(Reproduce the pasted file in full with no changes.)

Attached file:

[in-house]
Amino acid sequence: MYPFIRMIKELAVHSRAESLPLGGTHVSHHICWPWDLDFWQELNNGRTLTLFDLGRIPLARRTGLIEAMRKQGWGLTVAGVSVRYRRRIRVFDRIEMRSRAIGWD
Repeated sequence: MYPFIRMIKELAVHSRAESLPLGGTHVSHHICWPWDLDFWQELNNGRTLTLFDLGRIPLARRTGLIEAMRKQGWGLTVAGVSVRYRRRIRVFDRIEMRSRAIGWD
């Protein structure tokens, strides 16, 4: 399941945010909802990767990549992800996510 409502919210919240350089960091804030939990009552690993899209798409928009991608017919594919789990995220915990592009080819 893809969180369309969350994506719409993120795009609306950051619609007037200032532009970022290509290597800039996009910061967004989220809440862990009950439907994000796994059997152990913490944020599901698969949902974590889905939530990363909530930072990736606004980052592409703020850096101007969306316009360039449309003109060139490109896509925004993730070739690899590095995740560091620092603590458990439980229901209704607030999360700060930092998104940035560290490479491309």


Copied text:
[in-house]
Amino acid sequence: MYPFIRMIKELAVHSRAESLPLGGTHVSHHICWPWDLDFWQELNNGRTLTLFDLGRIPLARRTGLIEAMRKQGWGLTVAGVSVRYRRRIRVFDRIEMRSRAIGWD
Repeated sequence: MYPFIRMIKELAVHSRAESLPLGGTHVSHHICWPWDLDFWQELNNGRTLTLFDLGRIPLARRTGLIEAMRKQGWGLTVAGVSVRYRRRIRVFDRIEMRSRAIGWD
């Protein structure tokens, strides 16, 4: 399941945010909802990767990549992800996510 409502919210919240350089960091804030939990009552690993899209798409928009991608017919594919789990995220915990592009080819 893809969180369309969350994506719409993120795009609306950051619609007037200032532009970022290509290597800039996009910061967004989220809440862990009950439907994000796994059997152990913490944020599901698969949902974590889905939530990363909530930072990736606004980052592409703020850096101007969306316009360039449309003109060139490109896509925004993730070739690899590095995740560091620092603590458990439980229901209704607030999360700060930092998104940035560290490479491309």